Worried your friend has met someone dodgy online?

Has your friend met someone new online? Are you worried they might not be who they say they are?

There are some weirdos out there so if your friend has got a new boyfriend or girlfriend they only know online you’re right to be concerned.

Perhaps it seems like they’re not telling you everything. Or are things moving really fast? Maybe their new friend seems too good to be true?

It can be really hard to tell the difference between someone genuine and a fake online but if your friend is chatting to someone who is trying to abuse them here are some warning signs.

5 warning signs

  1. Have they suddenly become very secretive?

    Have they stopped showing you their text messages or social profile? People who abuse will try to stop young people telling their friends and family about their relationship.

  2. Are they distant?

    There are lots of reasons why this might happen but if your close friend has become distant this could be a sign someone is trying to control them.

  3. Have they mentioned someone older?

    There are adults who use the internet to try to have sex with young people. They can be very clever at convincing a young person that they are in a relationship. Remember, sex and relationships between young people and adults can be very harmful

  4. Are they sad or withdrawn but won’t say why?

    If something is going on with your friend online it might be really upsetting them. They might feel trapped, like they can’t talk about it. Let them know you’re there to listen.

  5. Are they unable to switch off from their phone or social media?

    Lots of us find it hard not to check our phone or the internet but if your friend gets worried or stressed when they can’t, this can be a sign someone is controlling them.

How to help

  • Listen, don’t judge.

    If your friend opens up to you, listen to what they have to say and how they feel. Make sure they know that you’re there for them if anything goes wrong. Tell them that you will need to tell an adult if you think they’re in danger.

  • Think you know?

    Make sure your friend understands the risks of chatting to people you meet online. Talk to them about how easy it is to lie online and why relationships with people much older are a bad idea.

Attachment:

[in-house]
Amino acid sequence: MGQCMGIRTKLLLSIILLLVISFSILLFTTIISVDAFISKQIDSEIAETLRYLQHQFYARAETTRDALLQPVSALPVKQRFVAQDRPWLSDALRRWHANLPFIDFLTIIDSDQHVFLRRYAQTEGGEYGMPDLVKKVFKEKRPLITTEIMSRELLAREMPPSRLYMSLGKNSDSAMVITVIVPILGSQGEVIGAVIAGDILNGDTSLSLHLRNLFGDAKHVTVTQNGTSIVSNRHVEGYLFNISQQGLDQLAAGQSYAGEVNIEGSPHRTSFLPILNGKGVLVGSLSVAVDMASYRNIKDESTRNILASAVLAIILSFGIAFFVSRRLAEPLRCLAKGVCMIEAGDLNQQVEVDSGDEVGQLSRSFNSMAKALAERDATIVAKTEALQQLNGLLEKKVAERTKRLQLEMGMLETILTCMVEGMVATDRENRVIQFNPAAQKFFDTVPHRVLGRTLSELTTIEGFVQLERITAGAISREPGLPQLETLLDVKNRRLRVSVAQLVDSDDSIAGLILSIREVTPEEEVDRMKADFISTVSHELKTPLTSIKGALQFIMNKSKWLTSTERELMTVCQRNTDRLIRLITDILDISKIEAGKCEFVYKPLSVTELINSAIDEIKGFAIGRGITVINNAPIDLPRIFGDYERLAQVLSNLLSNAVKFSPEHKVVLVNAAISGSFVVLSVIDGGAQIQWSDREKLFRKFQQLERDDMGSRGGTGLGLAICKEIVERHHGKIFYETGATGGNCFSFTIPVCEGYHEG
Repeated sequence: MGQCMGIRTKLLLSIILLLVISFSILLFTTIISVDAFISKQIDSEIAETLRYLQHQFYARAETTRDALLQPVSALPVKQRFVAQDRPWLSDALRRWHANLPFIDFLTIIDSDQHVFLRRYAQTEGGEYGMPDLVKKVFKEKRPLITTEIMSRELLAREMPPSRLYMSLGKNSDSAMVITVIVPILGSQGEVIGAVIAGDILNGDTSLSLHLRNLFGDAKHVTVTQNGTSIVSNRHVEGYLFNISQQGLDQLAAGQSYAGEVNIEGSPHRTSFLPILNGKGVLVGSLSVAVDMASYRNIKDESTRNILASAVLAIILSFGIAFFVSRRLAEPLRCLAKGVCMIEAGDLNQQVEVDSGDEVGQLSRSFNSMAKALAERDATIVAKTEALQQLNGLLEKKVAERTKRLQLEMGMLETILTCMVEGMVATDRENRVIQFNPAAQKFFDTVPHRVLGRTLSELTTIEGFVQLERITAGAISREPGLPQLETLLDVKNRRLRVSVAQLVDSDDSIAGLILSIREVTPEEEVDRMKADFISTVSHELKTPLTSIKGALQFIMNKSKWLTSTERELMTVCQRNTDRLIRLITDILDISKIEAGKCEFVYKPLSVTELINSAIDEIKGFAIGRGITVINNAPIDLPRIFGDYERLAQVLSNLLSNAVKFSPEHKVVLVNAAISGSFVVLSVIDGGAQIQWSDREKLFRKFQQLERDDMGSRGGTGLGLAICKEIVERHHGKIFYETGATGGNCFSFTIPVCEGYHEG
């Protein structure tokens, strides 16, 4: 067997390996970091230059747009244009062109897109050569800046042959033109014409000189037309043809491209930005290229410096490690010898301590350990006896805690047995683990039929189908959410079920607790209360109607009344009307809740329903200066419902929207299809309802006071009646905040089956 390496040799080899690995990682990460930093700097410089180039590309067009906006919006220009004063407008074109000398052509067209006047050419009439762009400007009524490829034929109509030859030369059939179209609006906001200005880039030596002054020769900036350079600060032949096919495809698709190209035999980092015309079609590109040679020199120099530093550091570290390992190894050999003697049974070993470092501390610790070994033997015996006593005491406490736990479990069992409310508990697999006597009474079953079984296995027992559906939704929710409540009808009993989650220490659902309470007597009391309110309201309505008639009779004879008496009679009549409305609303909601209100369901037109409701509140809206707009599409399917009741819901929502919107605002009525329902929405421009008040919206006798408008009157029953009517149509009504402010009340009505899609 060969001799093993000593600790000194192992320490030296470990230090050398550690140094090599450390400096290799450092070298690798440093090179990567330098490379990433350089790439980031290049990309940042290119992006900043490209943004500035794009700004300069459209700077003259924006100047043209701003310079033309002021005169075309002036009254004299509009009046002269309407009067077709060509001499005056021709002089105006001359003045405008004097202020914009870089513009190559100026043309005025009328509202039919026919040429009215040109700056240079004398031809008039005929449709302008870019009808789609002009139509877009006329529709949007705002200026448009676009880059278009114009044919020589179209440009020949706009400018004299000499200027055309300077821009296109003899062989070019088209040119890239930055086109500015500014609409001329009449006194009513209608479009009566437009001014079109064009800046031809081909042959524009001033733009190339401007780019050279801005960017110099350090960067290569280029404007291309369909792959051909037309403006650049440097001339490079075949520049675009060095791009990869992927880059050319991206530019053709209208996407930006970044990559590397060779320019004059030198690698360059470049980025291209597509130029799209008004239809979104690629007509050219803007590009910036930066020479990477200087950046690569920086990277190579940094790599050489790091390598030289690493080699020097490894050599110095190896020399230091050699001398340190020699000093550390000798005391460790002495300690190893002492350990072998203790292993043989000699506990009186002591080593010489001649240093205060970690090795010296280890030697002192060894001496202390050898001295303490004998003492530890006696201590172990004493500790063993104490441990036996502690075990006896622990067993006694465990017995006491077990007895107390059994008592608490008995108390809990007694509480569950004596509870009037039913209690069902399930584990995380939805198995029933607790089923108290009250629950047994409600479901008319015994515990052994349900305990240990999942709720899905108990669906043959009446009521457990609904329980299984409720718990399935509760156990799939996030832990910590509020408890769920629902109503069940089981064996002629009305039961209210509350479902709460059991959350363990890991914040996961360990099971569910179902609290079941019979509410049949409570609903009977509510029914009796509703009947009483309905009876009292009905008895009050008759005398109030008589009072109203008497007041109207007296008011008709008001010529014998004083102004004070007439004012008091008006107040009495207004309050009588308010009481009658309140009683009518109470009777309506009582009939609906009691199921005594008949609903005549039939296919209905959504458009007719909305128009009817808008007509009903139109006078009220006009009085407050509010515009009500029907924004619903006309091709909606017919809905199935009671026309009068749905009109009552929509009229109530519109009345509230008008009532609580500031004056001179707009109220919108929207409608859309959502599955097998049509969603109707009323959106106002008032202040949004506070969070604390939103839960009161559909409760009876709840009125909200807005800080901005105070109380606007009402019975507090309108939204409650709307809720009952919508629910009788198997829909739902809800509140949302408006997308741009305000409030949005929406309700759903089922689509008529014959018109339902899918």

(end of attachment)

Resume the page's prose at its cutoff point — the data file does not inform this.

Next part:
• Show them how to get help.

    If things do go wrong your friend can always report to CEOP. Whatever has happened CEOP will understand. They will be able to help and your friend won’t be in trouble. Show them how to make a report and encourage them to add the CEOP website to their favourites.

  • Tell an adult you trust.

    If you think your friend is in danger you should always tell an adult you trust, phone the police on 999 or report to CEOP. Even if they’ve asked you not to tell anyone – you should never keep a secret if it could put your friend in danger.

Organisations who can help

Talk to someone


Childline is a free helpline for children and young people. You can contact Childline about anything. No problem is too big or too small. Whatever your worry, it's better out than in.

Childline is a private and confidential service. Confidential means not telling anyone else what you’ve said. This means that whatever you say stays between you and Childline.

They would only need to tell someone else if:

  • You ask them to do so
  • They believe your life or someone else’s life is in immediate danger
  • You are being hurt by someone in a position of trust who has access to other children like a teacher or police officer
  • You tell them that you are seriously harming another young person

Call them on 0800 1111. The number won’t appear on your phone bill.

You can also visit www.childline.org.uk to speak to a counsellor online.

Report it


CEOP helps young people who are being sexually abused or are worried that someone they’ve met is trying to abuse them.

If you’ve met someone online, or face to face, and they are putting you under pressure to have sex or making you feel uncomfortable you should report to CEOP.

This might be someone:

  • Making you have sex when you donʼt want to
  • Chatting about sex online
  • Asking you to meet up face to face if youʼve only met them online
  • Asking you to do sexual things on webcam
  • Asking for sexual pictures of you
  • Making you feel worried, anxious or unsafe

If this is happening to you, or you’re worried that it might be, you can report this to CEOP.